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A father and his daughter

Everyone should make a will, especially if you have children (or even pets) who’ll need a guardian or assets you want to pass on to your family.

However, most Americans have not written a will or created an estate plan. And if you don’t clearly document your wishes, the state you live in will decide for you.

Creating a will or an estate plan doesn’t have to be difficult, though. Use the following tips to help you get started.

1. Decide who gets what.

For many people, the most difficult part of executing a will is determining who will get what and how much of it. Three children would typically receive equal shares of an estate, but if one of the children has special needs, a different distribution may be needed. Similar considerations may arise with grandchildren and stepchildren.

2. Review the living will.

Different from a last will and testament, a living will is a written statement often accompanying a health care proxy (i.e., health care power of attorney) that details your wishes about end-of-life care if you’re in a terminal condition expected to result in death.

3. Choose an executor.

The choice of an executor of a will to carry out the terms is another important consideration. Many people choose a spouse or a child to assume this role. Make sure the person you choose is dependable, because executors are responsible for many important tasks, including paying bills and taxes on the estate, making needed court appearances and maintaining the property until the estate is settled. If the estate is complicated, the executor may want to consider hiring an attorney to sift through potential issues.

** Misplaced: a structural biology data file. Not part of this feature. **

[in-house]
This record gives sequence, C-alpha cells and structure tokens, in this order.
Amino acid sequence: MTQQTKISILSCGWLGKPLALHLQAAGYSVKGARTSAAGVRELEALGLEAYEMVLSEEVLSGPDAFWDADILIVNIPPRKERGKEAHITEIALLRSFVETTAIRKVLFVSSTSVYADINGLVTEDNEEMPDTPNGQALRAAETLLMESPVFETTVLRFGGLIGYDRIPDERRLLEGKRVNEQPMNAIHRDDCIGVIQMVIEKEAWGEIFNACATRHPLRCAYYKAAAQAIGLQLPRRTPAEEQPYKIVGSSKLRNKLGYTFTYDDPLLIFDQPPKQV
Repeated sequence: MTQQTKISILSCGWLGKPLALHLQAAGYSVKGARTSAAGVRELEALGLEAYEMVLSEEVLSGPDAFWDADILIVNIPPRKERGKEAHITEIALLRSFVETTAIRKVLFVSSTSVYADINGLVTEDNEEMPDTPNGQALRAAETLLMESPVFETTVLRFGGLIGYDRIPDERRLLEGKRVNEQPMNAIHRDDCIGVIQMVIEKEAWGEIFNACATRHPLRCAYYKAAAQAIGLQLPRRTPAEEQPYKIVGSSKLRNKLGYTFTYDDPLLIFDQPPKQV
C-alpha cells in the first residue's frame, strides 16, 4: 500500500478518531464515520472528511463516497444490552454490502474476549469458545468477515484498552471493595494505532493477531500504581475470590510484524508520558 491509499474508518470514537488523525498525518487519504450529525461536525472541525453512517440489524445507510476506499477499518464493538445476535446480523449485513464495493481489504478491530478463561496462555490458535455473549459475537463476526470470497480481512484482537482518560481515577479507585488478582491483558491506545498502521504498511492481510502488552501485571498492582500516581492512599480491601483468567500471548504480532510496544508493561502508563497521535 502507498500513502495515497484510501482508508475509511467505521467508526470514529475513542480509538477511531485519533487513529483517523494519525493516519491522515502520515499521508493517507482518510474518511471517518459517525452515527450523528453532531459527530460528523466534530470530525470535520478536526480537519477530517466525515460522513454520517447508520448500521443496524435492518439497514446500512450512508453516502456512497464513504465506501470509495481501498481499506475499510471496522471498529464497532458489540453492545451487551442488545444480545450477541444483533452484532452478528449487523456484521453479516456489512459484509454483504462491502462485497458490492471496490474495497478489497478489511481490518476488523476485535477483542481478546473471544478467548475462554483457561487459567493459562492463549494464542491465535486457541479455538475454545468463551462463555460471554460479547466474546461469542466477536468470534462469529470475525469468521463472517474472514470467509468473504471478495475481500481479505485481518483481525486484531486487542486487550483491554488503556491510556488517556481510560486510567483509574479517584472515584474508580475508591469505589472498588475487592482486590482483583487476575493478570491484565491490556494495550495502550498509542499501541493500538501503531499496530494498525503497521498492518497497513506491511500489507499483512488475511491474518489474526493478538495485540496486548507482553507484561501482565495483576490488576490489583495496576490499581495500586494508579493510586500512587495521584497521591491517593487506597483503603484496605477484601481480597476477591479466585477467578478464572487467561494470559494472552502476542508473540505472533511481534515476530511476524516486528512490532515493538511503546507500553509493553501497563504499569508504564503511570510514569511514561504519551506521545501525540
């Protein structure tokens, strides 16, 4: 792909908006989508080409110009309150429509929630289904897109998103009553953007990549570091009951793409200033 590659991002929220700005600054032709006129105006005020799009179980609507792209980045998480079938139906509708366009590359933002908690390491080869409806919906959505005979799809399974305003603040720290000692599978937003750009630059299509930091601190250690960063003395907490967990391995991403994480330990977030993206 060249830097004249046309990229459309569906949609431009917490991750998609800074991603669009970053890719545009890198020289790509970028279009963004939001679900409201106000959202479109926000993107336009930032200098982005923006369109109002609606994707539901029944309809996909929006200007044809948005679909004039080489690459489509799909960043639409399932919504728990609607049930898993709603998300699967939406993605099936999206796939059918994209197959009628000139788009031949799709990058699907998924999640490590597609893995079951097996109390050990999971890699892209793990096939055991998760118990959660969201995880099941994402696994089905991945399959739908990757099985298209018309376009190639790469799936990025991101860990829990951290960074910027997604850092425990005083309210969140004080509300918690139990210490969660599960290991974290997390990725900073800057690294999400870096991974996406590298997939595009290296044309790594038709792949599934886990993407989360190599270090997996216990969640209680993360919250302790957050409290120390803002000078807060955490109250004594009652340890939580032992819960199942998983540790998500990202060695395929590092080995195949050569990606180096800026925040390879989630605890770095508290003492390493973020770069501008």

4. When in doubt, get a lawyer.

If you have a particularly large or complicated estate, you may want to have your will drafted by an attorney. But you can still use online tools such as FreeWill.com to help you get started. At the end of your will-making process, there’s a set of documented wishes to bring to an attorney that may speed up the process. There’s also a tool to help you find qualified attorneys near you.

The easiest way to avoid issues for your loved ones during a difficult time is to create a last will and testament — and to keep it updated as life changes. Another way you can help protect your family’s future is with a life insurance policy. Find out about the different life insurance coverage options today.

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Use the personal info organizer as a central location for your financial, medical and legal information, and as a resource for starting your will.

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Get your will done for free

Nationwide® has partnered with FreeWill to offer you a fast, easy way to get your will done today.

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